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Comment Re:damaging those relations: probably not so bad.. (Score 1) 72

If the US buddies up to Russia after the administration change, it's conceivable that the US gets its hands on Snowden in person.

Yeah, with Trump it's no-longer inconceivable that Ukraine is sold to Russia in exchange for Snowden. Unlikely, but hardly inconceivable.

The US isn't going to burn its bridges with its allies over this. It'll talk some smack, stomp its boots some, but it will be more bluster than anything.

Well, Trump is talking about NATO being of no importance to him. With Russia acting aggressively, you might understand why European nations aren't willing to risk trouble over a single individual.

Comment You assume there is no rule of law (Score 3, Informative) 72

Now what exactly happens to Germany if they change their mind once they have Snowden and hand him over to be executed by the US, hmm, nothing what so ever.

Germany can't extradite without guarantees that he won't face execution, not only would it violate German law, it would violate the European Charter of Human Rights. All EU member nations have surrendered sovereignty to the EU in human rights matters. Blatant violations could result in sanctions.

Regardless, what on earth makes you think Germany isn't trustworthy. When they say safe-access they probably mean: enact a law that Snowden can't be extradited or prosecuted on charges related to leaking information. Likely it would effectively grant him asylum in Germany, as any time-limit on such an arrangement wouldn't be safe for Snowden (given that he can't know for sure if he would ever be able to return to Russia).

Comment Re:And Obama once again is a blatant liar (Score 0) 534

Even a year ago I would have said that Obama would go down in history as one of the best presidents. Was I ever wrong.

Well, the bar for "best"-president is quite low if serve between Bush and Trump :)
He'll still be remembered as great president, just because the ones before and after him will remember as utter disasters.

Comment What exactly did they reveal? (Score 2) 689

So it's Russia's fault you did bad things? What are you going to tell us next, that you can see Russia from your back yard?

What exactly did they reveal? from where I'm sitting nothing, except maybe that she mentioned that "politicians sometimes needs to have a public and a private opinion", which taken out of context sounds sketchy -- in reality no doubt necessary and perfectly fine -- politicians should negotiate compromises on behalf of the people they represent, that sometimes means putting your private positions aside.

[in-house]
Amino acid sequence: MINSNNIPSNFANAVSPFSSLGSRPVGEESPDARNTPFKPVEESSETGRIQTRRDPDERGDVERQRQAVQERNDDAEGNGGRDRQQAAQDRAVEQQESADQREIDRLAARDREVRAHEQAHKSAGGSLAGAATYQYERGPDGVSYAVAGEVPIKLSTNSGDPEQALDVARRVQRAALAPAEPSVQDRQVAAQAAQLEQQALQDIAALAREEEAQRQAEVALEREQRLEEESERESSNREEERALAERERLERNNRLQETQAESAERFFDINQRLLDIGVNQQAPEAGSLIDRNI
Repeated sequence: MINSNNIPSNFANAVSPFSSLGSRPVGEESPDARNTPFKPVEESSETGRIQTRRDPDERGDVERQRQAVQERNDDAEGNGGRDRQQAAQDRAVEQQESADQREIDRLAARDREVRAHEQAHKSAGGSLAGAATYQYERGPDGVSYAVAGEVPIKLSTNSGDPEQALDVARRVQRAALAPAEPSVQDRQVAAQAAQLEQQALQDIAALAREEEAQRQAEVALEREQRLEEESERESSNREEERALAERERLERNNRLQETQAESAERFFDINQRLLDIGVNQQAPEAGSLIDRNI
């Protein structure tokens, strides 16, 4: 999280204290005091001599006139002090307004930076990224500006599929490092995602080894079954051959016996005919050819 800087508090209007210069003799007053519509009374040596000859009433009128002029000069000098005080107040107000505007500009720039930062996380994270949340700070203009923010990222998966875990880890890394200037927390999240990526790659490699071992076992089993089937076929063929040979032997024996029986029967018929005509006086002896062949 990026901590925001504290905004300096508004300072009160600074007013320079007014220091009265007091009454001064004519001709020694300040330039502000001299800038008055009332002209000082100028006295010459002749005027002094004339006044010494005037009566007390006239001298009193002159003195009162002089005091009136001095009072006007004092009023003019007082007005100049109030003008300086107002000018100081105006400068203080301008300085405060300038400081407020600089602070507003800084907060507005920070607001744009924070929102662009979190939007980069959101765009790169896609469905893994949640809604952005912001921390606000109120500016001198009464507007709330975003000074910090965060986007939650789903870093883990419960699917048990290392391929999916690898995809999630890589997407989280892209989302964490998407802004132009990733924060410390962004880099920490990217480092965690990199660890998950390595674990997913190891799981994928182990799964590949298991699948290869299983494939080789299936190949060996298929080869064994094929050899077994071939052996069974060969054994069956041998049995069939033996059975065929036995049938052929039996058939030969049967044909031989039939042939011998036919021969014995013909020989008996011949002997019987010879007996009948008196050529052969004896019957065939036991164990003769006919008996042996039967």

It could also be contrived as two-faced, which is bad. The argument Hillary made, namely that politicians presents different arguments to different groups isn't bad either...

Anyways, seems like another non-issue, certainly not a scandal comparable to any of the ones Trump has got going.

Comment Passwords shouldn't have to be good (Score 1, Interesting) 210

If servers would just be smart about always requiring a captcha for each additional login attempt, and limit amount of login attempts, email on failed login attempts, have timeouts between login attempts...
Well, then passwords don't have to be strong. This doesn't fix password reuse though :)

Comment Re:Pretty shocking (Score 2) 115

The US is a huge country with lots of empty areas that has great air quality. If instead of median particulate matter, they used median particulate matter humans are exposed to it might look different. I doubt densely populated US cities full of cars are doing very well.

But yes, for once the US is by all measures for one not ranked among 3rd world countries.

Comment Re:they also found... (Score 1) 314

....that black hosts were also less likely to accept requests from guests with African American-sounding names than with white-sounding ones.

My company recently offered debiasing training for hiring... Being an arrogant white male chauvinist pig from a country with little diversity I'll admit I was slightly skeptical. But the training was rather academic and presented some interesting perspectives:
1) it's not racism, it's largely bias (it's predominately unintentional)
2) bias is an deviation error in our decision function (we're not making optimal decisions)
3) bias is a part of our culture (it doesn't matter whether you are part of the minority that there is a negative bias towards - everybody is biased - it's in our culture)

In many ways the good news is we're not all racists, but most of us are likely biased (unintentionally). Anyways, doing something to blind ourselves from our own bias is a positive thing, as it just corrects an error in our decision logic that currently causes us to make sub-optimal decisions. Note: and correcting the error in our decision function should ideally lead to more profit, in addition to the much more important human fairness aspects.

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